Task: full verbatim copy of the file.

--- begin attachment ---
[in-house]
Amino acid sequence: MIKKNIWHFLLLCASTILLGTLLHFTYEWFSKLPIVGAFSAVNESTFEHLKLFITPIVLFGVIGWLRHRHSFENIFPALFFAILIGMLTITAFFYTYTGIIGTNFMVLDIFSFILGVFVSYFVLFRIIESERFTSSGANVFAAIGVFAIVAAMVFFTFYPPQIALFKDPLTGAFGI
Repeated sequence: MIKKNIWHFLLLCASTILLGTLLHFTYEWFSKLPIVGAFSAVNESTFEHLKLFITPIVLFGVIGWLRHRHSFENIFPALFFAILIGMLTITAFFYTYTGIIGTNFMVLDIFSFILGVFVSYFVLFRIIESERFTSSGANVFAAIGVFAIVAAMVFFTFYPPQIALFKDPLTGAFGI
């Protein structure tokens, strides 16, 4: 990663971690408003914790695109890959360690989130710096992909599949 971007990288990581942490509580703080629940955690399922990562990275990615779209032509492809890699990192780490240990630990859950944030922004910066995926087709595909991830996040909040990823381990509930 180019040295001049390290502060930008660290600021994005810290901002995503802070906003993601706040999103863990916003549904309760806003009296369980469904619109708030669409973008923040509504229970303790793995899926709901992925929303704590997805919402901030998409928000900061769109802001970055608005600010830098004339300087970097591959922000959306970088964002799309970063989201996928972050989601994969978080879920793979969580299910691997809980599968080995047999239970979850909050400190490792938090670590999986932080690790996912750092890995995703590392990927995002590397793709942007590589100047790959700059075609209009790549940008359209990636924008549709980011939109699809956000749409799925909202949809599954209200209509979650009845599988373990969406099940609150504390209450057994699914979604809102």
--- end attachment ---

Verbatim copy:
[in-house]
Amino acid sequence: MIKKNIWHFLLLCASTILLGTLLHFTYEWFSKLPIVGAFSAVNESTFEHLKLFITPIVLFGVIGWLRHRHSFENIFPALFFAILIGMLTITAFFYTYTGIIGTNFMVLDIFSFILGVFVSYFVLFRIIESERFTSSGANVFAAIGVFAIVAAMVFFTFYPPQIALFKDPLTGAFGI
Repeated sequence: MIKKNIWHFLLLCASTILLGTLLHFTYEWFSKLPIVGAFSAVNESTFEHLKLFITPIVLFGVIGWLRHRHSFENIFPALFFAILIGMLTITAFFYTYTGIIGTNFMVLDIFSFILGVFVSYFVLFRIIESERFTSSGANVFAAIGVFAIVAAMVFFTFYPPQIALFKDPLTGAFGI
């Protein structure tokens, strides 16, 4: 990663971690408003914790695109890959360690989130710096992909599949 971007990288990581942490509580703080629940955690399922990562990275990615779209032509492809890699990192780490240990630990859950944030922004910066995926087709595909991830996040909040990823381990509930 180019040295001049390290502060930008660290600021994005810290901002995503802070906003993601706040999103863990916003549904309760806003009296369980469904619109708030669409973008923040509504229970303790793995899926709901992925929303704590997805919402901030998409928000900061769109802001970055608005600010830098004339300087970097591959922000959306970088964002799309970063989201996928972050989601994969978080879920793979969580299910691997809980599968080995047999239970979850909050400190490792938090670590999986932080690790996912750092890995995703590392990927995002590397793709942007590589100047790959700059075609209009790549940008359209990636924008549709980011939109699809956000749409799925909202949809599954209200209509979650009845599988373990969406099940609150504390209450057994699914979604809102």